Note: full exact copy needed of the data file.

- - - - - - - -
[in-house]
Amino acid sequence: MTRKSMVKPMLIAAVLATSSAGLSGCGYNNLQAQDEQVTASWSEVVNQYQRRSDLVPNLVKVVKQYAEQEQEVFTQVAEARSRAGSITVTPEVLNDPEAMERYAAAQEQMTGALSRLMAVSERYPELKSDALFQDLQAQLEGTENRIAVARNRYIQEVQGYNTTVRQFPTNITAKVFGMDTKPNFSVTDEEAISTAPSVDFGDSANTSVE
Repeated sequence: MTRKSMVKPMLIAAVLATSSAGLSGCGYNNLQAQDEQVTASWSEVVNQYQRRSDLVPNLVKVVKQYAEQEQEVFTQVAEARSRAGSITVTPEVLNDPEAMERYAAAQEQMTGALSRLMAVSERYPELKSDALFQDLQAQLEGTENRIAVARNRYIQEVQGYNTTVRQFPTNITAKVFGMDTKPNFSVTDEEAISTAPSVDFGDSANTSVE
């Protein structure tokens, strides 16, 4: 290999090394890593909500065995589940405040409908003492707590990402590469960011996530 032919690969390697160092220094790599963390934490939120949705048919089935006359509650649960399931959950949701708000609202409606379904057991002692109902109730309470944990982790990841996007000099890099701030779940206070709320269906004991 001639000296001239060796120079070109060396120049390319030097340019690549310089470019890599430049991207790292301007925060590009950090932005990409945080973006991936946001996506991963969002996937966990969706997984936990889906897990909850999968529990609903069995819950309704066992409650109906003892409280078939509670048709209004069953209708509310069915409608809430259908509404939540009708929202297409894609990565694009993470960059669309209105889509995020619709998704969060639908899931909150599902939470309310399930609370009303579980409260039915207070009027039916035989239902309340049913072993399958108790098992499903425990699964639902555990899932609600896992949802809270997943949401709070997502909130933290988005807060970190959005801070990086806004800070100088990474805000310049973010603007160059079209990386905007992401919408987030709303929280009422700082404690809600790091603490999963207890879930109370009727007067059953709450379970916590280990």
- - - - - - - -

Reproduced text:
[in-house]
Amino acid sequence: MTRKSMVKPMLIAAVLATSSAGLSGCGYNNLQAQDEQVTASWSEVVNQYQRRSDLVPNLVKVVKQYAEQEQEVFTQVAEARSRAGSITVTPEVLNDPEAMERYAAAQEQMTGALSRLMAVSERYPELKSDALFQDLQAQLEGTENRIAVARNRYIQEVQGYNTTVRQFPTNITAKVFGMDTKPNFSVTDEEAISTAPSVDFGDSANTSVE
Repeated sequence: MTRKSMVKPMLIAAVLATSSAGLSGCGYNNLQAQDEQVTASWSEVVNQYQRRSDLVPNLVKVVKQYAEQEQEVFTQVAEARSRAGSITVTPEVLNDPEAMERYAAAQEQMTGALSRLMAVSERYPELKSDALFQDLQAQLEGTENRIAVARNRYIQEVQGYNTTVRQFPTNITAKVFGMDTKPNFSVTDEEAISTAPSVDFGDSANTSVE
């Protein structure tokens, strides 16, 4: 290999090394890593909500065995589940405040409908003492707590990402590469960011996530 032919690969390697160092220094790599963390934490939120949705048919089935006359509650649960399931959950949701708000609202409606379904057991002692109902109730309470944990982790990841996007000099890099701030779940206070709320269906004991 001639000296001239060796120079070109060396120049390319030097340019690549310089470019890599430049991207790292301007925060590009950090932005990409945080973006991936946001996506991963969002996937966990969706997984936990889906897990909850999968529990609903069995819950309704066992409650109906003892409280078939509670048709209004069953209708509310069915409608809430259908509404939540009708929202297409894609990565694009993470960059669309209105889509995020619709998704969060639908899931909150599902939470309310399930609370009303579980409260039915207070009027039916035989239902309340049913072993399958108790098992499903425990699964639902555990899932609600896992949802809270997943949401709070997502909130933290988005807060970190959005801070990086806004800070100088990474805000310049973010603007160059079209990386905007992401919408987030709303929280009422700082404690809600790091603490999963207890879930109370009727007067059953709450379970916590280990």